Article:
“Nonono, noblewomen from Ende are the way to go. They’re not like clodhopping Mephian women, they’re cultured and refined. And more importantly, they have smooth skin! There’s a story about those fat merchants from the northern coasts offering to exchange their own weight in gold for them when they all pleaded with the Ende nobles.”
The number of people chiming in kept increasing and it turned into a review of the women of each country. The man referred to as Lord Jurome was the only one who did not get involved, instead staring up at the ceiling towards which smoke was gently wafting.
All of those around the table were old, familiar faces. But if you compared them to the informal ‘pre-battle ceremony’ that they had held in a similarly cheap hostel before going to war, the number of people had decreased.
They had lost the battle.
The bullets threatening at their backs and the raised swords and axes had created the sensation of a wind of steel that had buffeted both Jurome and Argos repeatedly. No matter how much alcohol he drank, the scenes of his friends falling in front of his eyes would not vanish from Jurome’s retinas. Yet even so, Argos and the others still joked around idly and gulped down cheap alcohol, just as they had during that ‘pre-battle ceremony’.
Strangely enough, that battlefield was the same one on which Argos – the crown prince of Mephius, had taken part in his first campaign.
That had been eight years ago. The land that they had seized from their neighbouring country, Garbera, at that time had been snatched back by an army led by King Jeorg Owell in person.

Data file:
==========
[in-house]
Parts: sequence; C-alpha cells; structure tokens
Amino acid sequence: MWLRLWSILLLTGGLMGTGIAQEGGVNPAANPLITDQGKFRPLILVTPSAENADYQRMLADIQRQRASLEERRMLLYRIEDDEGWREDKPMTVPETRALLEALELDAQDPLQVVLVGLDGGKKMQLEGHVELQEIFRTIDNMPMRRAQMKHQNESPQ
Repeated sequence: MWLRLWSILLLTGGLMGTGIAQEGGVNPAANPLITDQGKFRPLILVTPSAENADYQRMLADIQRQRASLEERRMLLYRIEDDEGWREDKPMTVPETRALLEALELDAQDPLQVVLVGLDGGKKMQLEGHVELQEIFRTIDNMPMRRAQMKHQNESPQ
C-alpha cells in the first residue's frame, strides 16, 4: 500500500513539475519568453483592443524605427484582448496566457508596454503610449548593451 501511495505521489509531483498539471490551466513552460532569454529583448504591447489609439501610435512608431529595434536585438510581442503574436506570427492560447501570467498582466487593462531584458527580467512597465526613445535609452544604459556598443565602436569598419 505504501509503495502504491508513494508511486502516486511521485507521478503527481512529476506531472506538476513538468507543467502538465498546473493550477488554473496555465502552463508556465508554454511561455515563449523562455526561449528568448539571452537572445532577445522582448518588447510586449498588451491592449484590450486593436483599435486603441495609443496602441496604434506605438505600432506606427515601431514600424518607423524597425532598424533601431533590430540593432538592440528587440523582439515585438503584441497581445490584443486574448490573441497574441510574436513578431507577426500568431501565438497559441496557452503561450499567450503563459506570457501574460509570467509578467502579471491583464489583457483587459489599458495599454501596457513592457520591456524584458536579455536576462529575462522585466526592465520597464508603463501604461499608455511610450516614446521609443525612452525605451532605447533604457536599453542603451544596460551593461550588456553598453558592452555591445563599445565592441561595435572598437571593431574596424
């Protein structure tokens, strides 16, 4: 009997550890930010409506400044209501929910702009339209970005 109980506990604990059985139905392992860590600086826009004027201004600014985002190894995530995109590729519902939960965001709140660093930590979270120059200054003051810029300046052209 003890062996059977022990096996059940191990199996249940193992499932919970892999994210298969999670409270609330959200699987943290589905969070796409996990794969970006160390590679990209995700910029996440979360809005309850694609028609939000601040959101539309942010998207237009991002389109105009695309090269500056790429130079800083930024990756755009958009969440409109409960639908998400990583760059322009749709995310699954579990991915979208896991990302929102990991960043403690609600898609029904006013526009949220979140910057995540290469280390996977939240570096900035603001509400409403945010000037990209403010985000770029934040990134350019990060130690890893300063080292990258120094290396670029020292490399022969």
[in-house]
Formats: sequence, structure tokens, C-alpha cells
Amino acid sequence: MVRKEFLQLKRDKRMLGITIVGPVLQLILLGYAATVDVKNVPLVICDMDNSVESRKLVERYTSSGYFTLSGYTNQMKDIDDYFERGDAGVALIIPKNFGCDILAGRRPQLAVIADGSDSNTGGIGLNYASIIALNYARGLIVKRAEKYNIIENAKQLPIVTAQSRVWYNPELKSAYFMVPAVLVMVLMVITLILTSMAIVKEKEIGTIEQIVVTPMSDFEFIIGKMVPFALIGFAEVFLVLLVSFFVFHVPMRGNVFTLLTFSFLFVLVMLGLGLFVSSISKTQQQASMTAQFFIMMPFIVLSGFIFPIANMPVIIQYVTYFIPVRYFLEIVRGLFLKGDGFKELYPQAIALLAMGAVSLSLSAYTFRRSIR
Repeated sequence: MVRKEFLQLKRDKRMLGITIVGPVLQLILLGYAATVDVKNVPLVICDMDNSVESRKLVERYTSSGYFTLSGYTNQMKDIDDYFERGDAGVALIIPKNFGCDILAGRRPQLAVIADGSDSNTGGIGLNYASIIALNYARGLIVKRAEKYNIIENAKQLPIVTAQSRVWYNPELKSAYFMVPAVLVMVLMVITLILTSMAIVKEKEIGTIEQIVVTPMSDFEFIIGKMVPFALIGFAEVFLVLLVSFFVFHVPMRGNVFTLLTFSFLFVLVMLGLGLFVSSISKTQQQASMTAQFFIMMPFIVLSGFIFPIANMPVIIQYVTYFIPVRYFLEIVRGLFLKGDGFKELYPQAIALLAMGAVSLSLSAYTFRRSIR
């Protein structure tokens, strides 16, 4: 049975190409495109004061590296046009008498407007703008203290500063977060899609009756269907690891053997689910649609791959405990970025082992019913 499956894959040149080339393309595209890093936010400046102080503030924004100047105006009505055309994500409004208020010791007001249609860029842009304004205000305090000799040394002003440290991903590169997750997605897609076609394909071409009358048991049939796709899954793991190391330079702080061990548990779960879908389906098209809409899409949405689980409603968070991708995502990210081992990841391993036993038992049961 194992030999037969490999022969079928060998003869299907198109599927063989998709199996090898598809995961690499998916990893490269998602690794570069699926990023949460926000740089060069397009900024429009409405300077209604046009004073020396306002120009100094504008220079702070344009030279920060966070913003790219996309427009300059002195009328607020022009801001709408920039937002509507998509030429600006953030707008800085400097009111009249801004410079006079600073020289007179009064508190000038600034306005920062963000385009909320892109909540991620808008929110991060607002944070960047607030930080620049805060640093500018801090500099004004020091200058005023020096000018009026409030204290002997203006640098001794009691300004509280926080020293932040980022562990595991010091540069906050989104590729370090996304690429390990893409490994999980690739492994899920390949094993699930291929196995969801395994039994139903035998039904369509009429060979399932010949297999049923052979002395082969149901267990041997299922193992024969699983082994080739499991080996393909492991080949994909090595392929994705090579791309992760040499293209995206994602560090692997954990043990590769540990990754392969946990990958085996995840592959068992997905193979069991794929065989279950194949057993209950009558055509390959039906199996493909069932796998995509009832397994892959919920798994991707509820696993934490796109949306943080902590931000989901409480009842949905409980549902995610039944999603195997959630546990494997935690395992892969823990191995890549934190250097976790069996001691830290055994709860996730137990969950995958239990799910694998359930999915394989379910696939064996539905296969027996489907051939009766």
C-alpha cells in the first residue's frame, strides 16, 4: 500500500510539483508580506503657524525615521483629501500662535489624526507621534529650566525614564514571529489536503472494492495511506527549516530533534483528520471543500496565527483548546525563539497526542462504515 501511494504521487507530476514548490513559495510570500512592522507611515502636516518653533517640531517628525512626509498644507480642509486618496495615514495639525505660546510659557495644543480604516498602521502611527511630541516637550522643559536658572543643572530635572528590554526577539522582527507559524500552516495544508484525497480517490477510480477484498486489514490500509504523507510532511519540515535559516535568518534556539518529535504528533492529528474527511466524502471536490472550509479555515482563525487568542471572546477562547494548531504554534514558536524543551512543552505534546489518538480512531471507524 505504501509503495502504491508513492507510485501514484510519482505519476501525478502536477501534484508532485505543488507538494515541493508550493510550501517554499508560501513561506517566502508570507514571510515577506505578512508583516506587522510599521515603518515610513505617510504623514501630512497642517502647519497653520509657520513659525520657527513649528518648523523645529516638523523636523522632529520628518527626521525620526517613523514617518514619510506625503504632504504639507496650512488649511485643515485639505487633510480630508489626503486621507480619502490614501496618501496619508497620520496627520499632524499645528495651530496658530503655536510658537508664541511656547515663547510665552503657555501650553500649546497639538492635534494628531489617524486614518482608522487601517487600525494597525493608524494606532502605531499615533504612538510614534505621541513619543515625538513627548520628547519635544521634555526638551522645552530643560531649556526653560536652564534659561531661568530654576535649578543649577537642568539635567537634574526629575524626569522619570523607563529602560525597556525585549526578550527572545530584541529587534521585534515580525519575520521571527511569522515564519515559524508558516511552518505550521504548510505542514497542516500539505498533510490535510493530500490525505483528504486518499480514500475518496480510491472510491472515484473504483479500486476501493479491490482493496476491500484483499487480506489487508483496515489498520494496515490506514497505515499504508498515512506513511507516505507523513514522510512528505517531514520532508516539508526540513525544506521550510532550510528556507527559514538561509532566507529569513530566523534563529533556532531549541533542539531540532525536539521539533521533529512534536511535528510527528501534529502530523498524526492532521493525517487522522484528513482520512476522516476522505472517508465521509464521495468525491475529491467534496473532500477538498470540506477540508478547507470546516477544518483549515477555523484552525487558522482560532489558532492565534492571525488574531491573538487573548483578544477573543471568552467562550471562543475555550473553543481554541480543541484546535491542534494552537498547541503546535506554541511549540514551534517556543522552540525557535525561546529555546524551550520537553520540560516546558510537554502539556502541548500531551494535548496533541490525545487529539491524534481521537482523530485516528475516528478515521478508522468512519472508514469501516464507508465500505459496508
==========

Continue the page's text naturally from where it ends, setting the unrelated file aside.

The crown prince’s forces had steadily been cut down, and he had lost a great many of his men. Even so, his thirst for victory was insatiable and Argos had every intention of fighting to the bitter end, but had been forced to turn back when he received direct orders from his father, the emperor of Mephius. Thereupon, the first place he had headed for was this tavern.
Eventually, having settled his bill, Argos left the store with just Jurome in tow. They headed towards the stables. Argos, ever generous, handed an excessively large tip to a pimply-faced stable boy. Then, ignoring the boy’s repeated thanks, he leapt onto his still-fastened horse.
After that, Argos spurred his horse into a gallop and sank into such morose silence that it seemed hard to believe that he had been merrymaking at the tavern.
Jurome followed him, also in silence.
They halted their horses at the usual place.
They were at the top of a hill that commanded an unbroken view of the centre of Solon. Normally, several soldiers on watch would be stationed there, but Jurome had gone there a little earlier and had asked them to turn their posts over to him. Thanks to that, there was no sign of anyone around.
The ‘Black Tower’ rose tall in the middle of the twinkling lights from the houses.
“About that topic a while back…” Jurome said as he sat down beside Argos, who was lying sprawled in the grass.
“A while back?”
“About your bride.”
“Oh,” Argos pulled an uninterested face and turned on his side, half covering his head as he did so.
“Think about it seriously. It’s high time. Since you became the crown prince, it’s no longer your problem alone.”
“Do I have to?”
“Of course you do. For you who are going to be emperor, Mephius is a bit like your own child. There are parts that a father alone cannot see. For a child, a mother is obviously needed. You have strong arms to lift a child up, but you don’t have breasts to give it comfort.”